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Womens Environmental Institute At Amador Hill

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15715 River Road North Branch MN 55056 USA


The women's environmental institute at amador hill is an environmental research, renewal and retreat center designed to create and share knowledge about environmental issues and policies relevant to women, children and identified communities especially affected by economic disadvantage and poverty.


In 2014, wei continued to participate in the 24th st. Urban farm coalition as the fiscal agent and employer for the highly successful 24th st. Urban farm (mashkiikii gitigan) as part of the phillips community healthy living project funded by blue cross blue shield through waite house. This is a partnership with four other phillips neighborhood based organizations and another rural-based native american identified organization. Mashkiikii gitigan is ojibwe for "medicine garden" and this urban farm works to create and nurture the culture and practice of local food production, healthy eating, healthy living and related activities along the 24th street wellness corridor and throughout the phillips community based on indigenous native american values and practices. The farm's site has been provided by the indian health board; water provided by indigenous people task force; seedlings, green house space, funding and supervision support provided by wei; soil and compost from the shakopee mdewaketan community; strong volunteer support from waite house, native american community clinic, ventura village community association, and many others; 4-h support and other additional funding from ventura village and others. Wei also continues to participate in both the coalition of 23 organizations making up the mn environmental fund's work-place giving campaign and as one of 7 members on the healthy legacy steering committee that is addressing public policy toxics reform. Wei also continues to lead the east metro environmental justice education and advocacy collaborative (east metro ejeac) as it moves forward in its commitment to develop support for research on industrially contaminated soil in the east metro that may contribute to health disparities in ethnic farming communities using that land. With our principle investigator at the u of m school of public health, this ejeac is particularly focused on east metro hmong and latino farming communities and has also received funding from mcneeley foundation for potential relocation options in st. Paul's eastside. Wei also began working with the u of m center for health disparities research on a "safe routes to school" project that focused on the phillips community (particularly the little earth of united tribes community). The project held several public forums, made recommendations to the center for health disparities research for policy changes that better protects children enroute to and from school and is working with migizi communications to create an educational video.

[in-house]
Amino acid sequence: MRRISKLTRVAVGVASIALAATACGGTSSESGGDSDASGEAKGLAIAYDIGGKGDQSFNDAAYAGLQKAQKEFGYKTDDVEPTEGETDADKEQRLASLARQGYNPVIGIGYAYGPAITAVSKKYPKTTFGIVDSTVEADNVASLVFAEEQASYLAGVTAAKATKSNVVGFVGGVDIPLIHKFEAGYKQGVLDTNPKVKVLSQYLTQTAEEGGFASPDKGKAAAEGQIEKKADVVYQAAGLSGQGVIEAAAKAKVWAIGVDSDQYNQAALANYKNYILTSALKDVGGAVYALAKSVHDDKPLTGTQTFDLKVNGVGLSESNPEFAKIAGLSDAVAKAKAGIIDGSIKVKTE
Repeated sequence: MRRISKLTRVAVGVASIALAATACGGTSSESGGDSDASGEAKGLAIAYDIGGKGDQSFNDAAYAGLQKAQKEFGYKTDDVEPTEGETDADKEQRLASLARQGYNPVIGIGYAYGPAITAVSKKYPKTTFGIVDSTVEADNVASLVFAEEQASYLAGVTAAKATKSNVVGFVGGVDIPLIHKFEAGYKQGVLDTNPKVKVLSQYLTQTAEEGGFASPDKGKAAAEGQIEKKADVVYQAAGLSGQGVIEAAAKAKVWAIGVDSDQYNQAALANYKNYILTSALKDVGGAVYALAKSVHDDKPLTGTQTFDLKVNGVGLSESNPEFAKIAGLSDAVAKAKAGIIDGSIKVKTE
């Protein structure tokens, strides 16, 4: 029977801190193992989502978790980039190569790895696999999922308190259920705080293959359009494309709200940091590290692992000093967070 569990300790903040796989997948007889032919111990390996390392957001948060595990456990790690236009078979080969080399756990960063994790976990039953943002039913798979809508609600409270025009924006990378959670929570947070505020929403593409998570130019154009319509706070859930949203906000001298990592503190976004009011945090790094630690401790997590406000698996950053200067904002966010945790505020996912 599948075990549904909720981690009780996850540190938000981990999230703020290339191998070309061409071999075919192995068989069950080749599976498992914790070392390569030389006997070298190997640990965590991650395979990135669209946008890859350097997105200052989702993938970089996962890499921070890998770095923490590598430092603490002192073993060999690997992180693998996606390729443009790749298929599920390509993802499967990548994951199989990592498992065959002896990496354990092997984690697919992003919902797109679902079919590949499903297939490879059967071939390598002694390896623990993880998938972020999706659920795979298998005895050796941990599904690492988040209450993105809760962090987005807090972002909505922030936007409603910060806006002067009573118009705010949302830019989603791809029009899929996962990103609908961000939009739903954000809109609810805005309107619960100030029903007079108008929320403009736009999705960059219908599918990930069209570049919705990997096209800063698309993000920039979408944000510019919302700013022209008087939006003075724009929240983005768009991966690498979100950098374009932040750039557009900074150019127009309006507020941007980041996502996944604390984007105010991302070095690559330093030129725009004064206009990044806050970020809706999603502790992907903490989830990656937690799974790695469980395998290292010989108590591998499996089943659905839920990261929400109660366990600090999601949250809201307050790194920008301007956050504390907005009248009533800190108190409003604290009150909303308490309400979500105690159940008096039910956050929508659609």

wei's 2014 farm program maintained its mission this year by providing over 2000 bushels of organically certified produce distributed to 75 csa shareholders and to farmer's markets and coops, and food shelves. Many participants benefited from wei's organically certified demonstration farm campus which provides informal visitor education for volunteers, work-share participants, farm interns, local resident farm crew, farm tour visitors, student groups, school, church and other groups visiting the wei farm campus, along with a rigorous farm internship program. Wei's farm program also provided land and farming opportunities for hmong women farmers as part of our ethnic cultural heritage farming project. Wei was honored in 2014 in assuming responsibilities for developing a minnesota women, food and agricultural network (wfan), which involved hosting two gatherings during the year and launching a social media network for women farmers in minnesota. The farm campus where the wei community eco-retreat center is located was open to the public during regular workday hours and available for community projects and groups allied with our mission. In 2014 wei held four annual events at the eco-retreat center on the farm campus that are open to the public, free of charge, as events which bring in local residents as well as people from surrounding towns and the twin cities area.

wei's 2014 educational program continued to develop its educational program through a 10-week summer lecture series as part of wei's organic farm school, a growing power farmer-training weekend, a new 9-week farmer training class organic farming 101, and various other classes and workshops. Scholarship funding for low-income participants in wei workshops, classes and trainings was successfully achieved for organic farm school and a range of other classes. A large amount of scholarship funds were raised for wei's fifth annual growing power training weekend which provided hands-on training for urban and rural farmers. This event was attended by more than a hundred people for two days of workshops and practical farmer training. Wei also co-hosted free of charge the danza de la luna ayotlmeztli, attended by approximately hundred participants over a four day gathering. Wei continued its work in the land stewardship project for our local area sunrise and amador townships which provides membership free of charge to local landowners interested in conservation efforts on their land.

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